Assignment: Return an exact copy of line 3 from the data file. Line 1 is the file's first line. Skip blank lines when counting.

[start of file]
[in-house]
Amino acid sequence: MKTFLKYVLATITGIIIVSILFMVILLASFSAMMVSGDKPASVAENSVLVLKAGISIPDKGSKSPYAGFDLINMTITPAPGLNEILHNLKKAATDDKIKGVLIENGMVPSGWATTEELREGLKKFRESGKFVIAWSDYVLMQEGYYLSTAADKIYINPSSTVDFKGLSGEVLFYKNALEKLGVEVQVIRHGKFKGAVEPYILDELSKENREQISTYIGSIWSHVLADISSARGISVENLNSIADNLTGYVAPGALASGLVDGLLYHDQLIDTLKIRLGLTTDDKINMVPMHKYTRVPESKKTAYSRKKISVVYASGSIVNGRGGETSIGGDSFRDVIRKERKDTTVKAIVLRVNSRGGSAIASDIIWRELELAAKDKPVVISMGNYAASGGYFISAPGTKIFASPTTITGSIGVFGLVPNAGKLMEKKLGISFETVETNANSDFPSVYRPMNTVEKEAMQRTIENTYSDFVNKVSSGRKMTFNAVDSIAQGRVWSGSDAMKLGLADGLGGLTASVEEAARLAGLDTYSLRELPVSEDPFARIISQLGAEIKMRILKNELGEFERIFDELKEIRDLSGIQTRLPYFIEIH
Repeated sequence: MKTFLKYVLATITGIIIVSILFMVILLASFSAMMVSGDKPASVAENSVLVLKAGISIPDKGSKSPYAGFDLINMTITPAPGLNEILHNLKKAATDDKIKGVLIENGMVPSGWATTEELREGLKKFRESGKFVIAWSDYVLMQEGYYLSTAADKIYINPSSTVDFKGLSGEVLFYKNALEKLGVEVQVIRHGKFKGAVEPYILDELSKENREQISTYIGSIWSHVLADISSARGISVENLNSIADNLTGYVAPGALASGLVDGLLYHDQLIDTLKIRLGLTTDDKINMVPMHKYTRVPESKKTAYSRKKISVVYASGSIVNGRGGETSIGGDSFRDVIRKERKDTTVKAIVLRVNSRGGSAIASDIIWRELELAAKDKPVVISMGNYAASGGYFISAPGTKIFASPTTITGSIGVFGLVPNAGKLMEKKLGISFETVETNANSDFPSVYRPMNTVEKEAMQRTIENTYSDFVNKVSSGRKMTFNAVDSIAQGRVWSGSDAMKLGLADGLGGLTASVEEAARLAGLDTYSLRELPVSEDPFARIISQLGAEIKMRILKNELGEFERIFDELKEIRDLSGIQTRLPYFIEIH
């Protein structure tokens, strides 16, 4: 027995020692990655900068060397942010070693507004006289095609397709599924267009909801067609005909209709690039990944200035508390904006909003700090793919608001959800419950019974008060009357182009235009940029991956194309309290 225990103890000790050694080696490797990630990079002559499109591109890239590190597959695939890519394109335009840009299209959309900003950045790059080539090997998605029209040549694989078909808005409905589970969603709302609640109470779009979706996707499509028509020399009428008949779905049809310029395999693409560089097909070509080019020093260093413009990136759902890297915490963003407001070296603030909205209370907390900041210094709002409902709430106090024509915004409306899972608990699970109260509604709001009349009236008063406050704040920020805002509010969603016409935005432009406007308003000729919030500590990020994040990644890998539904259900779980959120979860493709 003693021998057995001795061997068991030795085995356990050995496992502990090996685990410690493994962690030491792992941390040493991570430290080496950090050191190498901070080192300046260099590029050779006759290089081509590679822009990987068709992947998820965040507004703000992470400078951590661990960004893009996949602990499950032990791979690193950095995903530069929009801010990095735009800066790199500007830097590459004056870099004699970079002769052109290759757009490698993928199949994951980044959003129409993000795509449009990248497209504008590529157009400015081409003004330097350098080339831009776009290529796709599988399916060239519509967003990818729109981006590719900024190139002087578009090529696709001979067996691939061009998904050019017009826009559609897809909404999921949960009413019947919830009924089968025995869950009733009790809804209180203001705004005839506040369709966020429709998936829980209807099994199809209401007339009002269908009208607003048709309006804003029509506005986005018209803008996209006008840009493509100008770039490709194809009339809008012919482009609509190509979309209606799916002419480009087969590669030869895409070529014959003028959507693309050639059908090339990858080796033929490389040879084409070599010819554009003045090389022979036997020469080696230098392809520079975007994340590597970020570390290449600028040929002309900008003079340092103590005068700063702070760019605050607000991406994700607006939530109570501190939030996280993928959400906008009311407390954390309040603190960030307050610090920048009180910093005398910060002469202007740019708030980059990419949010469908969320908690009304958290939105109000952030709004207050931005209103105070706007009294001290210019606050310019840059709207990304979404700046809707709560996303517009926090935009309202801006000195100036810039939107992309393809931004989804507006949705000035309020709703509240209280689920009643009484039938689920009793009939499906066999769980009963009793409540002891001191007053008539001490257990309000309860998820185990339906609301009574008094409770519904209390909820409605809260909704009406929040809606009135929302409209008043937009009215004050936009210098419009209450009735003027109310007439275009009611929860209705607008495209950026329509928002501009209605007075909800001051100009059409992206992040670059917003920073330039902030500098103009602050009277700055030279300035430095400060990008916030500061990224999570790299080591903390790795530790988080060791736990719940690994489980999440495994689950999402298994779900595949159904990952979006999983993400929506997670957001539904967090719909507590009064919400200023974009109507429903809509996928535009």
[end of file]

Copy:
Repeated sequence: MKTFLKYVLATITGIIIVSILFMVILLASFSAMMVSGDKPASVAENSVLVLKAGISIPDKGSKSPYAGFDLINMTITPAPGLNEILHNLKKAATDDKIKGVLIENGMVPSGWATTEELREGLKKFRESGKFVIAWSDYVLMQEGYYLSTAADKIYINPSSTVDFKGLSGEVLFYKNALEKLGVEVQVIRHGKFKGAVEPYILDELSKENREQISTYIGSIWSHVLADISSARGISVENLNSIADNLTGYVAPGALASGLVDGLLYHDQLIDTLKIRLGLTTDDKINMVPMHKYTRVPESKKTAYSRKKISVVYASGSIVNGRGGETSIGGDSFRDVIRKERKDTTVKAIVLRVNSRGGSAIASDIIWRELELAAKDKPVVISMGNYAASGGYFISAPGTKIFASPTTITGSIGVFGLVPNAGKLMEKKLGISFETVETNANSDFPSVYRPMNTVEKEAMQRTIENTYSDFVNKVSSGRKMTFNAVDSIAQGRVWSGSDAMKLGLADGLGGLTASVEEAARLAGLDTYSLRELPVSEDPFARIISQLGAEIKMRILKNELGEFERIFDELKEIRDLSGIQTRLPYFIEIH